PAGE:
Arts & Entertainment, Features

INTERVIEW: Songwriter Earl St. Clair wants to wow

Previously a music producer for big names like CeeLo Green, songwriter Earl St. Claire is starting his career as a solo artist. PHOTO COURTESY CB PHOTOGRAPHY
Previously a music producer for big names like CeeLo Green, songwriter Earl St. Claire is starting his career as a solo artist. PHOTO COURTESY CB PHOTOGRAPHY

Earl St. Clair started out behind the scenes, writing for and working with artists like Organized Noize and CeeLo Green. Now, he’s starting to peek out from around the curtain.

St. Clair’s writing credits are spread out all over. He’s the featured vocalist on Avicii’s “Pure Grinding for a Better Day” that appeared on EA’s video game “Need for Speed” in 2015. He also wrote Rick Ross’ track “Very Best,” which featured Mary J. Blige, and has had his singles featured on award shows and commercial promotions.

After hearing one of St. Clair’s songs, it’s clear why he was pulled out from the background. St. Clair released his first single “Man On Fire” in August, and is currently working on a full-length EP titled “Songs About A Girl I Used To Know.” However, St. Clair started his career on a more low-key level — at a family barbecue when his cousins were working on beats at their computers.

“I had never thought before about how it all was made, what the process was or who did it — I just thought music was music,” St. Clair said in a phone interview with The Daily Free Press. “That day, I sat down and I never got up from the computer until it was time to go. 2004 was when music found me.”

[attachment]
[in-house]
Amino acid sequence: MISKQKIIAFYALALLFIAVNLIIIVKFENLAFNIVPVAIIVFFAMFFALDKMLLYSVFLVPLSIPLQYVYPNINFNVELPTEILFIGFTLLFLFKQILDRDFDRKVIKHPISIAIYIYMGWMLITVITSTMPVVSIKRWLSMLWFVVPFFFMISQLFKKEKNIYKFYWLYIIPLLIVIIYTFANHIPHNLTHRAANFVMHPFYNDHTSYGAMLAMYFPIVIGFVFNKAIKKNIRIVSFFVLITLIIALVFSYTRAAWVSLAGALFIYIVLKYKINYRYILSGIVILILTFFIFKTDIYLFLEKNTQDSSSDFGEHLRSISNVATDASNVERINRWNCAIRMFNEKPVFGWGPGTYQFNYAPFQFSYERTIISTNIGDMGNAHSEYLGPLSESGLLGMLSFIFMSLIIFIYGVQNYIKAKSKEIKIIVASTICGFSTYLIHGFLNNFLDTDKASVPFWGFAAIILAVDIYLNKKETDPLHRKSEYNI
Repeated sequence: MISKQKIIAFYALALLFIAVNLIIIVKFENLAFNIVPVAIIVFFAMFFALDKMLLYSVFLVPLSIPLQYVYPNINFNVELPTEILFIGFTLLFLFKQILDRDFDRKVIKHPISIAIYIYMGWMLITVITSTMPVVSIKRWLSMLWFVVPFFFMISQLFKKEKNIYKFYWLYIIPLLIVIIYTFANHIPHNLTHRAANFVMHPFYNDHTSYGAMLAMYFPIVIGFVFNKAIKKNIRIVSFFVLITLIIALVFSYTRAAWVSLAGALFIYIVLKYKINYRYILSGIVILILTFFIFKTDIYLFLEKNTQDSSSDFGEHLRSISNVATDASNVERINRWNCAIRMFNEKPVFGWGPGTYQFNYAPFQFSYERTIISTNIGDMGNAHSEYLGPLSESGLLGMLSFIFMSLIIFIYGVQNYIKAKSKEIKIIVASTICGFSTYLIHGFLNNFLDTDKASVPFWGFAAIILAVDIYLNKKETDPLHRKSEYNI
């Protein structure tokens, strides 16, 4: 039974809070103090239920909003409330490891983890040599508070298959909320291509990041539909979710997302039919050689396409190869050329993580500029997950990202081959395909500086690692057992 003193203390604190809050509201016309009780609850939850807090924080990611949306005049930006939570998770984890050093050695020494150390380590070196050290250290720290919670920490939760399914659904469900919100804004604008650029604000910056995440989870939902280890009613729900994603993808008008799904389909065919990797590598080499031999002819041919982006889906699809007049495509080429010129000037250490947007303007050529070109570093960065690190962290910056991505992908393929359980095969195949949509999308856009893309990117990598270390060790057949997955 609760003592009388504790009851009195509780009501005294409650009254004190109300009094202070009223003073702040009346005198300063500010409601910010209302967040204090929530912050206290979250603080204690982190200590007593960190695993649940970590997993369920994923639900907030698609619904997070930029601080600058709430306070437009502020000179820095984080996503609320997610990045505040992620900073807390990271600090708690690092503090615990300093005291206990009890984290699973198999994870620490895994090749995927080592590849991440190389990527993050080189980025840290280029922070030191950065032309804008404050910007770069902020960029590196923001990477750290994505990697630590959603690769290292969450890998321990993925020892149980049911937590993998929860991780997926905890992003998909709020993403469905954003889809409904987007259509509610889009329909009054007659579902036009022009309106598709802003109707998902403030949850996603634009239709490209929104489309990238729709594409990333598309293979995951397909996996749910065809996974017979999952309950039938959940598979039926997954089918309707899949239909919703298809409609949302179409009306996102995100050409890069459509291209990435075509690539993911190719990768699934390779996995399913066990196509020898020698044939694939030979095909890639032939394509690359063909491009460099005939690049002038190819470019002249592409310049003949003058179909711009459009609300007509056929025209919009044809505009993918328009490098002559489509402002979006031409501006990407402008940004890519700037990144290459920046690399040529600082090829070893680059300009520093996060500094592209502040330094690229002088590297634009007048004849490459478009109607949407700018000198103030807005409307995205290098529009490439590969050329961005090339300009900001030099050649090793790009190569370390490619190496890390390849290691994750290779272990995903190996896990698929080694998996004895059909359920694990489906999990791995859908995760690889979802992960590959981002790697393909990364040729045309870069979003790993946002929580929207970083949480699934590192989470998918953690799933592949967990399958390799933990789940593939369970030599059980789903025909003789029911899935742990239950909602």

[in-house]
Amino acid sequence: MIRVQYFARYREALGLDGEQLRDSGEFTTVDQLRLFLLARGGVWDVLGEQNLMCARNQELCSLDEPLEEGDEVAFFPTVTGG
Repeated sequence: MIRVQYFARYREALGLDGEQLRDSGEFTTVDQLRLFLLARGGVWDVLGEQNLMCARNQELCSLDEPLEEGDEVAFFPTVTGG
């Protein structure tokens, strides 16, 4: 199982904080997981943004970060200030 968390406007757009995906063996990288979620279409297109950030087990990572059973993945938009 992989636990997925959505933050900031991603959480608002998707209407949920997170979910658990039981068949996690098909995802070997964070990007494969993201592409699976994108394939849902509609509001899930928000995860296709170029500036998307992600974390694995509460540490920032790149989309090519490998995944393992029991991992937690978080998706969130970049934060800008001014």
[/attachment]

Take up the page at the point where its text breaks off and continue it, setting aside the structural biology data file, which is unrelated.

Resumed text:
St. Clair’s tracks are upbeat and brass-heavy, creating a mesh of blues, R&B and jazz, taking established genres and twisting them into something new. His voice is somehow both gravelly and silky on “Man On Fire” as he croons soulful lyrics. St. Clair’s writing style revolves around catharsis, letting his emotions run free in both his lyrics and his instrumentals.

“I don’t really talk about things that I go through usually, but you have to let it out,” he said. “Once I decided to really become an artist, I understood that I could voice how I felt through my music, and it was like getting it all off my chest. I’m able to joke about what I’ve been through. I’m able to relive it and deal with it.”

St. Clair never expected to be a solo artist. He anticipated working as producer and co-writer for his career, he said. That path changed when he was signed to Def Jam Recordings this year. When asked what the most exciting part of his career so far has been, he answered simply — “everything.”

In June, St. Clair performed on “The Late Show with Stephen Colbert,” with up-and-coming artist and label-mate Bibi Bourelly to perform her sultry and tender single “Perfect,” which features St. Clair. When discussing the experience, St. Clair’s tone becomes animated and enthused, like you can hear the smile on his face.

“Once you start performing, it’s crazy because you’re performing on TV,” he said. “You’re performing on live TV! You have a crowd in front of you, and they’re going to applaud regardless because the screen is going to tell them to applaud. But when you can look out and see people nodding their head and tapping their feet to the music, then you know they really like it and it’s just amazing.”

One of St. Clair’s main goals as a performer is to have a unique performance. He said he hopes to have one of the best live shows out there right now. He wants to consistently surprise audiences with more of a show than just someone singing stagnant onstage.

“I want my show to be as entertaining as a staged play,” St. Clair said.

St. Clair mixes drive and experience with anticipation to make fans and casual listeners alike pay attention and listen. Even with just one digital single out currently, he is starting to get audiences excited.

When asked about his plans for his performances, St. Clair became suddenly secretive.

“I don’t want to give it away. I might have to keep that one a secret,” he said with a laugh. “But, I can say I think it’ll be something very, very, very, very original.”

Comments are closed.